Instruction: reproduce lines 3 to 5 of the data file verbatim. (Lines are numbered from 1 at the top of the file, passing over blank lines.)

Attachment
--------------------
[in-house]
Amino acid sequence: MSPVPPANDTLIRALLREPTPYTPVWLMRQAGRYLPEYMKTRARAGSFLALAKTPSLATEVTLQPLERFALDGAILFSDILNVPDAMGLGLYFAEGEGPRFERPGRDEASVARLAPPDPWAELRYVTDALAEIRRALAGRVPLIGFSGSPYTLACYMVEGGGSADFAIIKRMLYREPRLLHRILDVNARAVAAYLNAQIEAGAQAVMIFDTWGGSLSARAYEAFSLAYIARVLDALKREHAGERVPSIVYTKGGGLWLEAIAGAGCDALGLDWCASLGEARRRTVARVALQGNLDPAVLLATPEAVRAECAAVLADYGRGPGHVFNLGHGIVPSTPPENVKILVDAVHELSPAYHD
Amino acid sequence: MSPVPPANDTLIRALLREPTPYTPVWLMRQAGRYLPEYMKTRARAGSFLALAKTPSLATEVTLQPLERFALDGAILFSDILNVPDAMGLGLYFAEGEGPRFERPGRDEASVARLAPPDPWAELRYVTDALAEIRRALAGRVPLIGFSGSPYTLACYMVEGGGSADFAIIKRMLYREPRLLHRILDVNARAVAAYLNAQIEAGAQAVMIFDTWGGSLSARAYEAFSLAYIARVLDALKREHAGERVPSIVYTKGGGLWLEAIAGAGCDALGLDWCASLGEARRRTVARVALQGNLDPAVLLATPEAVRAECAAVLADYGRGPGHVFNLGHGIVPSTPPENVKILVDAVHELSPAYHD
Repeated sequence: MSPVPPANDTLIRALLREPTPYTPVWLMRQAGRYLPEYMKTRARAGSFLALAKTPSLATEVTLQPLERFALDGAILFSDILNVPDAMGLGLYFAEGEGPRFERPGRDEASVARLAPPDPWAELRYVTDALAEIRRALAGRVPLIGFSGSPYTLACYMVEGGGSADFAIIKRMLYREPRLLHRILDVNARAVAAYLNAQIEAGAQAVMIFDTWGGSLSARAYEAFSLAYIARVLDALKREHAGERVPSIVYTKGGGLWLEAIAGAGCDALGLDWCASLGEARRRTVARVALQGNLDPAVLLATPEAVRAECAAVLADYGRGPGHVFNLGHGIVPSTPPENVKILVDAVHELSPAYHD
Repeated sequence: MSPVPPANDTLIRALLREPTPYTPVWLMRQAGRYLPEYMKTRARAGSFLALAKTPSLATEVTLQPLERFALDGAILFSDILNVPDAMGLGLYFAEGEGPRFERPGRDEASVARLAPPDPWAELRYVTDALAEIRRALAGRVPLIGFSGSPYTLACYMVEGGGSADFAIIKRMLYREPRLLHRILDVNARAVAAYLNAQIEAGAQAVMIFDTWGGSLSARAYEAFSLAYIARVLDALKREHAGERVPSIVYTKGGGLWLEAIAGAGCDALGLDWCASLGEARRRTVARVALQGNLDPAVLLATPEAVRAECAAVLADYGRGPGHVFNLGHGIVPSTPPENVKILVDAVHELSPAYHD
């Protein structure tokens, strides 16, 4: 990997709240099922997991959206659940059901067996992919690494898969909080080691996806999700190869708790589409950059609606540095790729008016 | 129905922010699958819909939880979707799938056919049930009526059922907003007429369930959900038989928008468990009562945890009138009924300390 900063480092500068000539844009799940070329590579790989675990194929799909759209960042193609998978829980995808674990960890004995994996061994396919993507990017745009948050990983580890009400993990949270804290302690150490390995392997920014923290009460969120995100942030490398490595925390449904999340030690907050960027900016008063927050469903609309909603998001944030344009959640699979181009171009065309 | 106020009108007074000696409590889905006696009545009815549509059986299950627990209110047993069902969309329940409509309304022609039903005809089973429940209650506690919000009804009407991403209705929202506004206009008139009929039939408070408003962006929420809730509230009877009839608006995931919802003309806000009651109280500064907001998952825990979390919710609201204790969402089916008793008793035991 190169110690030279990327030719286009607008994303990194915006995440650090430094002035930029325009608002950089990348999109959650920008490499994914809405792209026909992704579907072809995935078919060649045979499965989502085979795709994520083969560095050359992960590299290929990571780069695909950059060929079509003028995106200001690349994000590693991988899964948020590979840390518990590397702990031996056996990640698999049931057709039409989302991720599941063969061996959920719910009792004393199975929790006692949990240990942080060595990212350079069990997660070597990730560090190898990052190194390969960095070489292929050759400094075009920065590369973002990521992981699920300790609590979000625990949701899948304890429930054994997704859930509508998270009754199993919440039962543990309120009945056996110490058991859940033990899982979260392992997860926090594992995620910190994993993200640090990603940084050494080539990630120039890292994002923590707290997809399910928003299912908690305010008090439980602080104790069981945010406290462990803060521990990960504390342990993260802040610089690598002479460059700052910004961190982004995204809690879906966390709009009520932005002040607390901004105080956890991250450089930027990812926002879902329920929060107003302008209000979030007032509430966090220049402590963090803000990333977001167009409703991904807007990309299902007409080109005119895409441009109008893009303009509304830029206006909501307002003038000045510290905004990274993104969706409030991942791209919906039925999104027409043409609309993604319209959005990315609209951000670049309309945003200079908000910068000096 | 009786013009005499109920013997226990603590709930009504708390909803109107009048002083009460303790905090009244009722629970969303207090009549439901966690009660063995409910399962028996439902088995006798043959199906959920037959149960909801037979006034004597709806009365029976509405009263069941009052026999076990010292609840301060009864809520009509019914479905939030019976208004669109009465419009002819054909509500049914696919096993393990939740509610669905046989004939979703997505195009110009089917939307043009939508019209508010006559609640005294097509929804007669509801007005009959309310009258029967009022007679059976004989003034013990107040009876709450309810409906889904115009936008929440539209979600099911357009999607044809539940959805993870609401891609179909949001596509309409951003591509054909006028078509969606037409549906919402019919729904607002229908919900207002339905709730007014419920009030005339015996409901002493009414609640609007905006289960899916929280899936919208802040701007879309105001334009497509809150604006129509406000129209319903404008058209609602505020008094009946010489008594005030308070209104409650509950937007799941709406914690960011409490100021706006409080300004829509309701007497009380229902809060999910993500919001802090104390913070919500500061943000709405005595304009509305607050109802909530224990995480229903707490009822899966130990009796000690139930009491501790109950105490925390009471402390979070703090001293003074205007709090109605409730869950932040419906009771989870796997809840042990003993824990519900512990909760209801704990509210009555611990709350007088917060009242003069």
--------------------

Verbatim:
Amino acid sequence: MSPVPPANDTLIRALLREPTPYTPVWLMRQAGRYLPEYMKTRARAGSFLALAKTPSLATEVTLQPLERFALDGAILFSDILNVPDAMGLGLYFAEGEGPRFERPGRDEASVARLAPPDPWAELRYVTDALAEIRRALAGRVPLIGFSGSPYTLACYMVEGGGSADFAIIKRMLYREPRLLHRILDVNARAVAAYLNAQIEAGAQAVMIFDTWGGSLSARAYEAFSLAYIARVLDALKREHAGERVPSIVYTKGGGLWLEAIAGAGCDALGLDWCASLGEARRRTVARVALQGNLDPAVLLATPEAVRAECAAVLADYGRGPGHVFNLGHGIVPSTPPENVKILVDAVHELSPAYHD
Repeated sequence: MSPVPPANDTLIRALLREPTPYTPVWLMRQAGRYLPEYMKTRARAGSFLALAKTPSLATEVTLQPLERFALDGAILFSDILNVPDAMGLGLYFAEGEGPRFERPGRDEASVARLAPPDPWAELRYVTDALAEIRRALAGRVPLIGFSGSPYTLACYMVEGGGSADFAIIKRMLYREPRLLHRILDVNARAVAAYLNAQIEAGAQAVMIFDTWGGSLSARAYEAFSLAYIARVLDALKREHAGERVPSIVYTKGGGLWLEAIAGAGCDALGLDWCASLGEARRRTVARVALQGNLDPAVLLATPEAVRAECAAVLADYGRGPGHVFNLGHGIVPSTPPENVKILVDAVHELSPAYHD
Repeated sequence: MSPVPPANDTLIRALLREPTPYTPVWLMRQAGRYLPEYMKTRARAGSFLALAKTPSLATEVTLQPLERFALDGAILFSDILNVPDAMGLGLYFAEGEGPRFERPGRDEASVARLAPPDPWAELRYVTDALAEIRRALAGRVPLIGFSGSPYTLACYMVEGGGSADFAIIKRMLYREPRLLHRILDVNARAVAAYLNAQIEAGAQAVMIFDTWGGSLSARAYEAFSLAYIARVLDALKREHAGERVPSIVYTKGGGLWLEAIAGAGCDALGLDWCASLGEARRRTVARVALQGNLDPAVLLATPEAVRAECAAVLADYGRGPGHVFNLGHGIVPSTPPENVKILVDAVHELSPAYHD